In July 2016, the Vermont Fuel Dealers Association (VFDA) contracted with the Center for Rural Studies (CRS) at the University of Vermont to conduct an industry assessment and an economic contribution study of Vermont heating fuel and service companies. This study comes during a time of transition in the home energy sector. Over the past three years, oilheat prices are the lowest they have been in decades. While both price of heating oil and heating degree days fluctuate from year to year the overall heating oil consumption trend is downward. Conversions to other heating fuels, more efficiency heating equipment and advanced weatherization methods have contributed to the decrease in demand of heating oil in Vermont.
Key findings of the study include:
Diversification of services
The Vermont heating fuel delivery and services sector used to be siloed with high business specialization. As a way to reach new customers and to adapt to the changing environment, the survey respondents reported that they are increasing their offerings by for instance selling both fuel and providing services but also by offering new products and services such as biodiesel blending heating oil and heat pumps. Diversificaion into other products and services was actually seen as an opportunity for the industry in the next five years by 48.1% of the survey respondents.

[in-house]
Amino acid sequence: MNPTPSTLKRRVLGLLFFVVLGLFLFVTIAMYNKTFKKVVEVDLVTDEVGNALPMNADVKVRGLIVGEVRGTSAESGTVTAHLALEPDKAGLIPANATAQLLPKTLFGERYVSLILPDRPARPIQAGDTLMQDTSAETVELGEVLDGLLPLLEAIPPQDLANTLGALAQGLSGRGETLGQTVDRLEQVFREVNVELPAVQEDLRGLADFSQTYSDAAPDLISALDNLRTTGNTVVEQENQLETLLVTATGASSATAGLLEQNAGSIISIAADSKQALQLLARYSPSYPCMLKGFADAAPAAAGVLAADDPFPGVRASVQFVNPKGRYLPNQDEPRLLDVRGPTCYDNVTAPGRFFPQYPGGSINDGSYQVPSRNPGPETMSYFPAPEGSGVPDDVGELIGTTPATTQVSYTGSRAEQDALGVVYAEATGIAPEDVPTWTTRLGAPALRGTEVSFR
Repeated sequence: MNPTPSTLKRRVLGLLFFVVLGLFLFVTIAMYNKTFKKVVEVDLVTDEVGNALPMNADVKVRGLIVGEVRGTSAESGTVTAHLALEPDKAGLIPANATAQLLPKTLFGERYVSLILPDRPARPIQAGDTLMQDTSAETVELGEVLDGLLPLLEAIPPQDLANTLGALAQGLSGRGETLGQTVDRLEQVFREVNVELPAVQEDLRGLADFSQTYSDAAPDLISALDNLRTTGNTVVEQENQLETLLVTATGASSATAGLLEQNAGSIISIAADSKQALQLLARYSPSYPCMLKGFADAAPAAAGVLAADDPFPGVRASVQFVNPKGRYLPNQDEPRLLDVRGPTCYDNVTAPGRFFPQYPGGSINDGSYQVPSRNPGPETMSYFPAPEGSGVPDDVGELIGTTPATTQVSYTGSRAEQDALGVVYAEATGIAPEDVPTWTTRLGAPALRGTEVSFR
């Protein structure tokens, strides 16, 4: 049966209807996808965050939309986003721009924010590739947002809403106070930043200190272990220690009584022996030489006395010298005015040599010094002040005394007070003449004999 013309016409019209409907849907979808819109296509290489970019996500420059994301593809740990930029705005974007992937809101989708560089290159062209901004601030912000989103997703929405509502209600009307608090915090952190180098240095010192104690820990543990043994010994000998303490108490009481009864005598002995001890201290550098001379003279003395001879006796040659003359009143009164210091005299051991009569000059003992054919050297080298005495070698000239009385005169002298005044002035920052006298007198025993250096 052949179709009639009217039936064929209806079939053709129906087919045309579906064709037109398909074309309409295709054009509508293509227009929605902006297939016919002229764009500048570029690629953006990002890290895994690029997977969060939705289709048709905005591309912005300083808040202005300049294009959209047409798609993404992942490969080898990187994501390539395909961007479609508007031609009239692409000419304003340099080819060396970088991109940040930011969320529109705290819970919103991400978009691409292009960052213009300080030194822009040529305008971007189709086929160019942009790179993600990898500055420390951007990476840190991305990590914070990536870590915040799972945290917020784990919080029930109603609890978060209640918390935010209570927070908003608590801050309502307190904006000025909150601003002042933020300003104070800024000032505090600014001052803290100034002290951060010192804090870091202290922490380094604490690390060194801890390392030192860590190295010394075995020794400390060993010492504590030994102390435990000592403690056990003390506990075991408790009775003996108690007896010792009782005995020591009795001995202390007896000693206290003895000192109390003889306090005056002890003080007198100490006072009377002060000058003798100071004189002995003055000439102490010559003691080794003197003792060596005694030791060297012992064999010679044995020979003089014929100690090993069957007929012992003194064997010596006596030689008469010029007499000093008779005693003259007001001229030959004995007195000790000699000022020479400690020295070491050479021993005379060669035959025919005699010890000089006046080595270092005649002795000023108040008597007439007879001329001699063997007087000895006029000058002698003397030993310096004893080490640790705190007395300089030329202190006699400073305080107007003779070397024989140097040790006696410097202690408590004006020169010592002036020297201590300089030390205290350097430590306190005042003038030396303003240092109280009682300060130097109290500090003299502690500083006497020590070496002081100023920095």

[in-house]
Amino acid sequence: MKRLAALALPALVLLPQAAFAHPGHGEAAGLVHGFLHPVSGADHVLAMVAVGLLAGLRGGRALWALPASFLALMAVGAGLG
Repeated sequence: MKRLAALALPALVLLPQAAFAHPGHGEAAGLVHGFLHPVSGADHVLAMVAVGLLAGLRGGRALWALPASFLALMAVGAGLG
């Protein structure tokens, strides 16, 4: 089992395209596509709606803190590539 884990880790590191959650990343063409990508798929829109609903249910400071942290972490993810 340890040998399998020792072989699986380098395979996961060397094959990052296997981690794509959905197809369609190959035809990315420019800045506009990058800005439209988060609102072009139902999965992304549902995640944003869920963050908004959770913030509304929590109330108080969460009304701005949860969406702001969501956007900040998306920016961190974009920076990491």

Access to qualified labor
The industry offers good paying jobs with benefits but is facing major challenges in finding qualified labor. The average hourly rate reported by survey respondents is above the average per capita income in Vermont and over 90% of the respondents offer paid vacation time while almost 70% offer health insurance. The lack of qualified trained labor could be a major impediments to business development as 78.8% of the respondents said that the lack of skilled labor prevents them from offering new products and services.
Weight of regulations and taxes
For respondents, the largest challenges for the industry in the next five years are not the changes within the industry but exterior government pressures including taxes, regulations, and renewable energy mandates.
Economic contribution of Vermont fuel dealers to the state economy
Based on extrapolations of the fuel dealer responses to the entire Vermont fuel dealers’ sector, the Vermont fuel dealers support over 1,000 jobs and a little over $100 million in economic activity. Though the contribution of the sector might appear limited, this is due to the fact that the sector sells a product that is manufactured outside the state. Nevertheless when accounting for the rippling effects, the fuel dealers support an additional 739 jobs and $58 million in economic activity in Vermont.